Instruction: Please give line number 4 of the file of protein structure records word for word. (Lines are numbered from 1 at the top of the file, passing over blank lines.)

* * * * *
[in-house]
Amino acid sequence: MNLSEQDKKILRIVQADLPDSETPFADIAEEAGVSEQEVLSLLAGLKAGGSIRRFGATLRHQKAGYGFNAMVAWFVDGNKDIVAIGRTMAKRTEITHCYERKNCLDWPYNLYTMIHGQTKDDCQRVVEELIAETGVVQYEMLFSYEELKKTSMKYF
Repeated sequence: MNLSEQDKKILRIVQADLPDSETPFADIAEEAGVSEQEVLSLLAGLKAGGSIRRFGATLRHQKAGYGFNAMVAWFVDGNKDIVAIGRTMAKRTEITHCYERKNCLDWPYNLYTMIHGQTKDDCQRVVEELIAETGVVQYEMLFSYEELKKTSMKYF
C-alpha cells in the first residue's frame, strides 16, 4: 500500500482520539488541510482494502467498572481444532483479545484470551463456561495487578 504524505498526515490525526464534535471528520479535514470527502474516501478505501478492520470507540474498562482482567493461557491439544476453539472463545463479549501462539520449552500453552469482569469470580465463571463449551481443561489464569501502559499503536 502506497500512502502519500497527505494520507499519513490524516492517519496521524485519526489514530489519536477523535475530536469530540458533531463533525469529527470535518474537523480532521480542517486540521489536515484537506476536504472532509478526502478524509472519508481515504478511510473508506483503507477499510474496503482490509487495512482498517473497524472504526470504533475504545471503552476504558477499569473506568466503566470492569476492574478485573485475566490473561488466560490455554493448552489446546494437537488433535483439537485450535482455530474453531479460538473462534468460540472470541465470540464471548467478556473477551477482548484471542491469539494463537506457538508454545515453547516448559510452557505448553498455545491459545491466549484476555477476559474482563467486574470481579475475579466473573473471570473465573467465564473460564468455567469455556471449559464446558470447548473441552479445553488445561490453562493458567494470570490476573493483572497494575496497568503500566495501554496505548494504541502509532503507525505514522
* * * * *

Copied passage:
C-alpha cells in the first residue's frame, strides 16, 4: 500500500482520539488541510482494502467498572481444532483479545484470551463456561495487578 504524505498526515490525526464534535471528520479535514470527502474516501478505501478492520470507540474498562482482567493461557491439544476453539472463545463479549501462539520449552500453552469482569469470580465463571463449551481443561489464569501502559499503536 502506497500512502502519500497527505494520507499519513490524516492517519496521524485519526489514530489519536477523535475530536469530540458533531463533525469529527470535518474537523480532521480542517486540521489536515484537506476536504472532509478526502478524509472519508481515504478511510473508506483503507477499510474496503482490509487495512482498517473497524472504526470504533475504545471503552476504558477499569473506568466503566470492569476492574478485573485475566490473561488466560490455554493448552489446546494437537488433535483439537485450535482455530474453531479460538473462534468460540472470541465470540464471548467478556473477551477482548484471542491469539494463537506457538508454545515453547516448559510452557505448553498455545491459545491466549484476555477476559474482563467486574470481579475475579466473573473471570473465573467465564473460564468455567469455556471449559464446558470447548473441552479445553488445561490453562493458567494470570490476573493483572497494575496497568503500566495501554496505548494504541502509532503507525505514522